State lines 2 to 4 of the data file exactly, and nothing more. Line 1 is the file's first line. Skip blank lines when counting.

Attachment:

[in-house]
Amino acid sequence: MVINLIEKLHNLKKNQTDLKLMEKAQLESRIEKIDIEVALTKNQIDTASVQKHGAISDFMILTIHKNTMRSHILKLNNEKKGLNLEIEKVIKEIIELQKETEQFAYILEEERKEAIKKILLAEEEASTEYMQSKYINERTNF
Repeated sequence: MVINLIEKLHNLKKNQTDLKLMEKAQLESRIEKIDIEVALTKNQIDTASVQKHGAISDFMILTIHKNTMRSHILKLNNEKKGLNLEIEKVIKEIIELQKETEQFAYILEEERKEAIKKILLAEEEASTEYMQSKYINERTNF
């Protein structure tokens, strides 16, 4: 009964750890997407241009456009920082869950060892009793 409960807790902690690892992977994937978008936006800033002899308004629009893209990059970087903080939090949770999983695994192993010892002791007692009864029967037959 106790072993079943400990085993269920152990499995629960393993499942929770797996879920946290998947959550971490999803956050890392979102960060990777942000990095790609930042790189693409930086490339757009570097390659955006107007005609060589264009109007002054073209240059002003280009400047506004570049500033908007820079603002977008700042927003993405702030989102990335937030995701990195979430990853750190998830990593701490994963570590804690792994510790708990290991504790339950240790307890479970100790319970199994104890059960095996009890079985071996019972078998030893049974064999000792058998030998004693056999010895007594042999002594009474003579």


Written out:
Amino acid sequence: MVINLIEKLHNLKKNQTDLKLMEKAQLESRIEKIDIEVALTKNQIDTASVQKHGAISDFMILTIHKNTMRSHILKLNNEKKGLNLEIEKVIKEIIELQKETEQFAYILEEERKEAIKKILLAEEEASTEYMQSKYINERTNF
Repeated sequence: MVINLIEKLHNLKKNQTDLKLMEKAQLESRIEKIDIEVALTKNQIDTASVQKHGAISDFMILTIHKNTMRSHILKLNNEKKGLNLEIEKVIKEIIELQKETEQFAYILEEERKEAIKKILLAEEEASTEYMQSKYINERTNF
């Protein structure tokens, strides 16, 4: 009964750890997407241009456009920082869950060892009793 409960807790902690690892992977994937978008936006800033002899308004629009893209990059970087903080939090949770999983695994192993010892002791007692009864029967037959 106790072993079943400990085993269920152990499995629960393993499942929770797996879920946290998947959550971490999803956050890392979102960060990777942000990095790609930042790189693409930086490339757009570097390659955006107007005609060589264009109007002054073209240059002003280009400047506004570049500033908007820079603002977008700042927003993405702030989102990335937030995701990195979430990853750190998830990593701490994963570590804690792994510790708990290991504790339950240790307890479970100790319970199994104890059960095996009890079985071996019972078998030893049974064999000792058998030998004693056999010895007594042999002594009474003579």